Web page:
Tuesday, June 15, 2010
This is a nearly 6ft rattlesnake that was killed at our hunting lease near Rio Grande City, Texas
1. Best Advice
OK the best advice about snakes is to ask at the park when you arrive what, if any, snakes are common to the area and if there is anywhere you should to avoid.
2. Stay Alert
I have never seen a snake while camping other than from a long distance and both times the snake was in water - but I have seen them at the hunting lease, the jogging park, at work, while birding, while gardening, and just on the side of the road. I don't ever expect to meet one while camping but I will always be on the look out regardless.
3. Stay in the cleared areas.
My cousin Joy who lived on a ranch near Raymondville, Texas once told me that they kept the grass cut back 6ft on either side of the roads to discourage snakes. They supposedly don't like crossing such a wide open space.
4. Snake Repellent
Recently I was camping in a park known for snakes. The park ranger told the lady camping next to me that sprinkling crushed moth balls around the perimeter of her site would deter snakes. It smelled awful the first day but it was fine by the next morning. I had never heard of doing this so I looked it up online and found plenty of folks who say it works but plenty more who say it doesn't. hmmmm.
5. Not that I think I should have to say this but the truth is I have been caught walking through the campgrounds at night without a flashlight. Sis was with me and she forgot hers too. Scary walk back to trailer in the dark. We were sure we heard snakes, oh and of course lions, tigers, and bears... oh my.
Found this informative article online at Safe Travel:
(I edited it somewhat)
Avoid Snake Bites? Avoid Snakes!
The easiest way to avoid snake bites is to avoid snakes in the first place – and this is not as difficult as it might seem. Snakes are most commonly seen when they are “basking”, usually early in the morning or evening. Being cold-blooded animals, they need to warm themselves up in the sunshine before they can go about their life – but this, of course, means that they are fairly sluggish and inactive until they have. Normally a snake has felt the vibrations of your footsteps – all snakes are deaf and will have got out of your way long before you would ever suspect that it had been there.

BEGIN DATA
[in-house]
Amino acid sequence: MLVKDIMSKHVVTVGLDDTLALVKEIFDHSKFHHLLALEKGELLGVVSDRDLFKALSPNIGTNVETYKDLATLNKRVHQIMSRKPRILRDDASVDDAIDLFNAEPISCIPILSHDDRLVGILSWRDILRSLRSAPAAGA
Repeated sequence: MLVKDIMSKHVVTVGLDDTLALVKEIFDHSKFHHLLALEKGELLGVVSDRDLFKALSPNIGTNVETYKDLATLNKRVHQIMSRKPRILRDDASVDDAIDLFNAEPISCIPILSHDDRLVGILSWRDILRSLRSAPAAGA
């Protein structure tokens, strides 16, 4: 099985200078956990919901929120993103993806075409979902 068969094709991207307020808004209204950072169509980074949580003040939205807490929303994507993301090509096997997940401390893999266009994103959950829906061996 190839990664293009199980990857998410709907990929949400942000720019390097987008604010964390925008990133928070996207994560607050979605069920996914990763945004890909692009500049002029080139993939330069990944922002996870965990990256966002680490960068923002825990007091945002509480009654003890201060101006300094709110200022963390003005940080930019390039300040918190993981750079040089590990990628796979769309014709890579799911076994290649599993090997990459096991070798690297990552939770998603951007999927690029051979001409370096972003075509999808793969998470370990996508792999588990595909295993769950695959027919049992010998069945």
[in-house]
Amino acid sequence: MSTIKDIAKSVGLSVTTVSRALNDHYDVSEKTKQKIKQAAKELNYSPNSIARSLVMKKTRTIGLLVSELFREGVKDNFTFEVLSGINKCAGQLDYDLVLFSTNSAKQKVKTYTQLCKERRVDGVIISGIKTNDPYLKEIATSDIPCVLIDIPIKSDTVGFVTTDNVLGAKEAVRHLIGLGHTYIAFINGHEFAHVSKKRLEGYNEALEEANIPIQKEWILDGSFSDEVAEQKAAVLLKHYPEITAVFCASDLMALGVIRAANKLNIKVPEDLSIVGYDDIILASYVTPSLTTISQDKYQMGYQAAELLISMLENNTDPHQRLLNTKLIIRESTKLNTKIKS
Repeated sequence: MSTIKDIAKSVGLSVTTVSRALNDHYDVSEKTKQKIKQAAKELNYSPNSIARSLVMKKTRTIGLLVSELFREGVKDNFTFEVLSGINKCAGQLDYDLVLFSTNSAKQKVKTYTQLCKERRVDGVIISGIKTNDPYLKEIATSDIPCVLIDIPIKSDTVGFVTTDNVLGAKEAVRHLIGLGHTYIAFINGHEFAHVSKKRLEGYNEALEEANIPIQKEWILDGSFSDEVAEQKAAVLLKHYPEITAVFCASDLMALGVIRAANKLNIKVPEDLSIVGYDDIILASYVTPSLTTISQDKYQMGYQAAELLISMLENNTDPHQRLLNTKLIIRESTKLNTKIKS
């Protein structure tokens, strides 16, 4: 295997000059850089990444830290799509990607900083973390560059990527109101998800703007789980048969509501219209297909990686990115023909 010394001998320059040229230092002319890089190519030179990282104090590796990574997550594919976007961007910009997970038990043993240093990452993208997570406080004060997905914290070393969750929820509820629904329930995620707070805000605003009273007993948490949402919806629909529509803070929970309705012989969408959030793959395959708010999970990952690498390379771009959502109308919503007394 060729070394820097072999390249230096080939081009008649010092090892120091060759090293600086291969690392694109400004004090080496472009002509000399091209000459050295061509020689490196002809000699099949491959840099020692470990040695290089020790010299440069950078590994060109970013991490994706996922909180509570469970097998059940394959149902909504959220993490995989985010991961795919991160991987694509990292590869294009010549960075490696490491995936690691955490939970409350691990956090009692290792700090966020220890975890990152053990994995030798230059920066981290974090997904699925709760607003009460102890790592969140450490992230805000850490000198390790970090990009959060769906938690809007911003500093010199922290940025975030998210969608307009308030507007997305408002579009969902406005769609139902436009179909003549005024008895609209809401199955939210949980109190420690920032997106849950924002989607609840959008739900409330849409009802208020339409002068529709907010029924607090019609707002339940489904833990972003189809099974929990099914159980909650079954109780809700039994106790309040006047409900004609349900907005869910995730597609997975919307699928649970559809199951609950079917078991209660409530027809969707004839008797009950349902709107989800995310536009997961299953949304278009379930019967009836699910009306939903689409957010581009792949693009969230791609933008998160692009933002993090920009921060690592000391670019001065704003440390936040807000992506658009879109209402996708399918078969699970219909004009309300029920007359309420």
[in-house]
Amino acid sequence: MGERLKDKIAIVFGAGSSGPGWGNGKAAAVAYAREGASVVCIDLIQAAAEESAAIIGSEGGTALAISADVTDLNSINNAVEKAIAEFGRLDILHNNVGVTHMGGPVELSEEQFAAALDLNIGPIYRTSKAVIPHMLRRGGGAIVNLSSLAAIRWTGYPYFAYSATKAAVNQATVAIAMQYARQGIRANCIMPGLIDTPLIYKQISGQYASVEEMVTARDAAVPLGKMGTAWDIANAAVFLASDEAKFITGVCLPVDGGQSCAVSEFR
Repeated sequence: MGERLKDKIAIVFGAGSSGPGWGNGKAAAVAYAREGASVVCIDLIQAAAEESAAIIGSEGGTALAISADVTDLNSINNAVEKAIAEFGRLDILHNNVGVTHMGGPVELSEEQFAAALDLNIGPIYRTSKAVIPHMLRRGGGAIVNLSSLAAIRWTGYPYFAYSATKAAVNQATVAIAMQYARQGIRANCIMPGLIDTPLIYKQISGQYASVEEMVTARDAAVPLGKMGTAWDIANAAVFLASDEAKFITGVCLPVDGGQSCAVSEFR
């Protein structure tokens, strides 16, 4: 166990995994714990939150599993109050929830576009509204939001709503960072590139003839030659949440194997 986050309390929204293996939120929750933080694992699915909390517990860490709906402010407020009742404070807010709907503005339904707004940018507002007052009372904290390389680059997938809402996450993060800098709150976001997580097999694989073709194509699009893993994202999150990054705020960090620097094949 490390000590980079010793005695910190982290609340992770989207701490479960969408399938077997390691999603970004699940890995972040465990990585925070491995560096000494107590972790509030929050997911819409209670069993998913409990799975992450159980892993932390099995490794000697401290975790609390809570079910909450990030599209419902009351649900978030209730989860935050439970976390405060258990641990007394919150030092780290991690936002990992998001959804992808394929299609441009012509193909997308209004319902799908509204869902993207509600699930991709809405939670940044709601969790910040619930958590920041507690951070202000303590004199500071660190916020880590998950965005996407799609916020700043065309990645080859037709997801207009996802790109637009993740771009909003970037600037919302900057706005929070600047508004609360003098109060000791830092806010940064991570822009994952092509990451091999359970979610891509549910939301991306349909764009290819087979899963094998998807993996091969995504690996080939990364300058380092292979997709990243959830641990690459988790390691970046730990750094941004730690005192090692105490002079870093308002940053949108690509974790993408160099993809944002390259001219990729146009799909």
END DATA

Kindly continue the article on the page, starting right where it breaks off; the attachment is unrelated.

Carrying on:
When they are not basking, snakes tend to spend their time in shade, often hiding under rocks or beneath vegetation – they are prisoners of their cold-blooded biology, having to alternate between sitting in the sun to warm up and staying out of it to avoid overheating. Keeping your hands out of likely-looking places such as hollow logs or rock crevices is a good way to make sure you don’t rouse a resting snake.
Whenever you walk in “snake-country”, watch where you put your feet and if you need to cross fallen trees or boulders, take a good look on the other side first; even the most placid of snakes will scarcely welcome being unceremoniously trodden on! Although snakes would rather save their venom for their prey than waste it on you, they will bite in self-defence and snakebites often take place when the animal is taken by surprise.
MORE SNAKE PICS WE"VE TAKEN
We took most these pictures from a nice safe distance. Thank goodness for long lenses!
You'll have to look hard to see the snake in this photo. This is a picture of a Water Moccasin and was taken by my husband while photographing Anne Corzine and I out wading around in the same river. We almost walked on water to avoid it. We also yelled alot but didn't know at the time that snakes can't hear.
I took this picture of a Diamondback Water Snake while birding at the Inn at Chachalaca Bend in Bayview, Texas.
It took two of us to take this photo. I held the palm frond while husband snapped the picture of what we believe is a Gulf Coast Ribbon Snake trying to enjoy his lunch.
This is an unusually long Coral Snake we came across while birding. Please note this picture was taken from inside my truck. These snakes are very poisonous but rarely bite. I was told by a Parks and Wildlife ranger that only one person in Texas died last year from a coral snake. The man came home drunk and passed out in the yard and evidently laid on one!
This small Rattlesnake was found right by our office entrance. He was relocated to the undeveloped part of the golf course.
Posted by Janet Magee at 8:32 PM